These last two Catches have inspired some of you to think about being first century Christians. It’s really all about living fresh every day with your faith. But it’s important for you to realize this is not hard. It’s not about going back to school and learning how to say everything in a new and different way. And if I gave that impression, I was wrong.
What makes Christians first century is pretty much wrapped up in one word: experience.
First century Christians were experiencing Christ, and the reality of that experience spilled over into their relationships with each other, and their relationships with those outside of the body of Christ.
That’s the piece we can carry over from the first century into our lives now — it’s the experience of Christ in our lives. And by our lives, I mean wherever we are in our lives now. It has nothing to do with having your life together or being a good example, or anything that even smacks of things like that. It has to do with the real Christ living and moving in our lives regardless of what’s going on. It has to do with our experience of Christ right now, in this moment.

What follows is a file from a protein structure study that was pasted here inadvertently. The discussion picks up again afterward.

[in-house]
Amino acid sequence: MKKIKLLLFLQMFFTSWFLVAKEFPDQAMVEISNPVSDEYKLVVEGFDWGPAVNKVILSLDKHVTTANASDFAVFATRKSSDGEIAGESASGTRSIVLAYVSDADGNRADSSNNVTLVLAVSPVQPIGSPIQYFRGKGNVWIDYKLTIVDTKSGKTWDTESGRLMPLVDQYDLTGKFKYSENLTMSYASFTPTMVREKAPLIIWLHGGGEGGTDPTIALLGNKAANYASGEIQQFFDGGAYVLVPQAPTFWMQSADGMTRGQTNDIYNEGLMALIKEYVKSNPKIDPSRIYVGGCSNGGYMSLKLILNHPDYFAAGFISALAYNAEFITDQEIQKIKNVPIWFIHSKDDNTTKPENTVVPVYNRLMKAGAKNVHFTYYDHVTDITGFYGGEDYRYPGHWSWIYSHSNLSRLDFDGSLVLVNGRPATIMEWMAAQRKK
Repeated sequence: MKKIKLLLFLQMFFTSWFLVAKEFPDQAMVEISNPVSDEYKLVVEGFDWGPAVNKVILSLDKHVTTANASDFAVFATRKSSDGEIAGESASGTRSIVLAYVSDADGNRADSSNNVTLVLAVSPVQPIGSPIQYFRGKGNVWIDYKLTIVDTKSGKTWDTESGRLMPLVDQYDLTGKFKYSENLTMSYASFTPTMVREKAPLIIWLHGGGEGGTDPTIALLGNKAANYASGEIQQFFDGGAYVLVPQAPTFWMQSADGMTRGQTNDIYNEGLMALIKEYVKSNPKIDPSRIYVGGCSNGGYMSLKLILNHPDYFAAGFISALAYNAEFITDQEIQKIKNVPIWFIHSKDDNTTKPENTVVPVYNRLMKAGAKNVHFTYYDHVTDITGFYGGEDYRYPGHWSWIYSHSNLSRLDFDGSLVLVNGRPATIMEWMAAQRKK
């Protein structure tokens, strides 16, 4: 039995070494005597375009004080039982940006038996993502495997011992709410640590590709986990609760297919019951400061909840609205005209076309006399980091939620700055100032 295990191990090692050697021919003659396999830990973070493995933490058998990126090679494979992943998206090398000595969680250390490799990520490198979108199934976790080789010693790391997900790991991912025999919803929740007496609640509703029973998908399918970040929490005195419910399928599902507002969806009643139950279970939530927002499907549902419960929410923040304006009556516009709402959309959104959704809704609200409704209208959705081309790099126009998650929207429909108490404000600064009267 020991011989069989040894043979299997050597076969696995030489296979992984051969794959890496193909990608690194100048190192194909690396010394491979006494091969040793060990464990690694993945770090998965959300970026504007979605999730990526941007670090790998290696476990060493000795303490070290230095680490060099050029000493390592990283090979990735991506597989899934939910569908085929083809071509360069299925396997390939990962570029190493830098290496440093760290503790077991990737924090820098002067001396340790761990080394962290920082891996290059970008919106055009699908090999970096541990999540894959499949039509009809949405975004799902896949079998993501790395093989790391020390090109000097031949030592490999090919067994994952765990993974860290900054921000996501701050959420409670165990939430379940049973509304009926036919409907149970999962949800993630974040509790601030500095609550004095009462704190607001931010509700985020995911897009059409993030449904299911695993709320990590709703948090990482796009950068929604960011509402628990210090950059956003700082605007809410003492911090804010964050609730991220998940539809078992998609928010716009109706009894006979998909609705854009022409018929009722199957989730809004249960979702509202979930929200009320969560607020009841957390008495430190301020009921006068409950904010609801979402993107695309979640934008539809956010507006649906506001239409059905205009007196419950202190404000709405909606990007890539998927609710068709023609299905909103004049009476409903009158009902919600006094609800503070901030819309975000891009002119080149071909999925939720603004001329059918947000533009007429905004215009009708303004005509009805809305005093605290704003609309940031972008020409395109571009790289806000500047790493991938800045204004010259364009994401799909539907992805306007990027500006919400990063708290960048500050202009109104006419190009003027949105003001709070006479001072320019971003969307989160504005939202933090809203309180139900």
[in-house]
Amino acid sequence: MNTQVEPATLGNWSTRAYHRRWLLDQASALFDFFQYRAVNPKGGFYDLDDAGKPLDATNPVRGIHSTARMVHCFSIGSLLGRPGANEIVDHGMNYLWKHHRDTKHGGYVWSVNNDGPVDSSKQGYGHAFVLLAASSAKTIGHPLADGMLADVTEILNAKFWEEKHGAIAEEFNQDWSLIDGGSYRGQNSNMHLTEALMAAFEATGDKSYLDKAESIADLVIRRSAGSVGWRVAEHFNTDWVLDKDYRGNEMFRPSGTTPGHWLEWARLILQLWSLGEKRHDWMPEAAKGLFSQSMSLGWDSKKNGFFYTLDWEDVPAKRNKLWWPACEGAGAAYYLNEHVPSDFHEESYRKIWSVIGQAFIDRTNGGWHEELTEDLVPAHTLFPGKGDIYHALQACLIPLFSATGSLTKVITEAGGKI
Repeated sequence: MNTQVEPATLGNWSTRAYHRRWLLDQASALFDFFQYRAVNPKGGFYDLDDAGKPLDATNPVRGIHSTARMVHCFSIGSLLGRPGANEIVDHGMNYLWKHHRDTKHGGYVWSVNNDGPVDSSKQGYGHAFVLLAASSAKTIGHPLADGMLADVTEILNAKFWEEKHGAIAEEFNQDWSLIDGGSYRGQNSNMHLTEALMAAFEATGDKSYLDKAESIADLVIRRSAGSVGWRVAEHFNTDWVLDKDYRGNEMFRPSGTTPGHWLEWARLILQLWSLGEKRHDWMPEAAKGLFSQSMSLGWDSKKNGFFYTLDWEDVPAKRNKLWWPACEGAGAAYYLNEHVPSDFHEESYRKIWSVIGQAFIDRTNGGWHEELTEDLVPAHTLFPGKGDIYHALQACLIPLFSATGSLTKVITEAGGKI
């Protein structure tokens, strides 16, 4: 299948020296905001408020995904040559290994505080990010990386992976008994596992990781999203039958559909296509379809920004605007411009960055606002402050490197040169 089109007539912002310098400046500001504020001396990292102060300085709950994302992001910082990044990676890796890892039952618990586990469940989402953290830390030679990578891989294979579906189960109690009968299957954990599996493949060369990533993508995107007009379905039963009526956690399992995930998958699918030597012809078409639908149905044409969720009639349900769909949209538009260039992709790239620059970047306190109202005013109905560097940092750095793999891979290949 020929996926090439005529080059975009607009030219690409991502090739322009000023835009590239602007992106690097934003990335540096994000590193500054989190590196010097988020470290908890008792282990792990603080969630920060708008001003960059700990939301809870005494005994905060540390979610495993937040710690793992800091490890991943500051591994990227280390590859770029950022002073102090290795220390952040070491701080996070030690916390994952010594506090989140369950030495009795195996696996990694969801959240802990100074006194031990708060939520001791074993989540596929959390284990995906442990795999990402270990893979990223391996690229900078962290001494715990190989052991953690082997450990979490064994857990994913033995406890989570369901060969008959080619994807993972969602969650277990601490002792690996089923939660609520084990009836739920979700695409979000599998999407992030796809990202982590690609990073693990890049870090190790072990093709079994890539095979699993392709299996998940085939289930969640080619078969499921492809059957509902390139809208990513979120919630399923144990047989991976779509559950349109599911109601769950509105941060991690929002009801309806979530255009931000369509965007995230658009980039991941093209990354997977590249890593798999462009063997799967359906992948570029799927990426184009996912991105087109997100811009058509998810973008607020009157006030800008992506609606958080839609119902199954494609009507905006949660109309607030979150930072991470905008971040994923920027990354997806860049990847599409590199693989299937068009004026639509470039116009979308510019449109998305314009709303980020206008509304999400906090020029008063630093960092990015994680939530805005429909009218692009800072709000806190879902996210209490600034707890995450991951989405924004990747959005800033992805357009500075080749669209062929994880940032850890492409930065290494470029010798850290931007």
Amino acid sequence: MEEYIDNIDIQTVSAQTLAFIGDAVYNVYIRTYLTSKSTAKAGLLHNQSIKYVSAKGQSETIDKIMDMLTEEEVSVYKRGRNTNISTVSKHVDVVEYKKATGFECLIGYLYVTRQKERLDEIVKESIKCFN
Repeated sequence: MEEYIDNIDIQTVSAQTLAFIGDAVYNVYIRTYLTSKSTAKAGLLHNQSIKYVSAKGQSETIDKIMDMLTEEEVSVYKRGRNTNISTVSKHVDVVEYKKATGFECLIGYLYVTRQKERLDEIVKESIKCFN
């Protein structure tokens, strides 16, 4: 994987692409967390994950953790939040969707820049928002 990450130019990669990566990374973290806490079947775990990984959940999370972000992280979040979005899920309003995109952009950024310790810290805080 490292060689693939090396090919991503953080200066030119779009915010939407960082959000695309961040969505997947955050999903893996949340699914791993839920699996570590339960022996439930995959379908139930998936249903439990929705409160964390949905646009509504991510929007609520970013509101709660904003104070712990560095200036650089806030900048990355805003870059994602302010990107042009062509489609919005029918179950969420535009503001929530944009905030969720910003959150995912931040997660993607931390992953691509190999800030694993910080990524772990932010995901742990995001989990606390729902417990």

Think about it: that’s all the first century Christians had. They didn’t have seminary degrees; they didn’t attend seminars. They had some teachers teaching them, but that’s no different than you and I have. What they did have was the living Christ in their lives, and that was a reality that was undeniable. Did they alter their lives in any way? Did they try to be different? No, they merely let Christ into their lives, and let Him out to others. Grace turned in, and grace turned out.
This is the essence of our purpose and place in the world — to let Christ in, and let Him out. And the best way to do that is by simply walking alongside people. As we walk and talk, our experience of Christ becomes their experience of Christ without even trying. God purely and simply wants us. He wants access to our lives so He can live His life through us, and touch the lives of others through us as we walk together. That’s it. It’s no more complicated than that.
We’re either experiencing Christ in our lives moment by moment — loving us, forgiving us, comforting us, empowering us — or we are faking something someone called the Christian life. That’s what the first century Christians didn’t have. They didn’t have anything to fake. They were experiencing Christ in community and in the world. Just like we can today.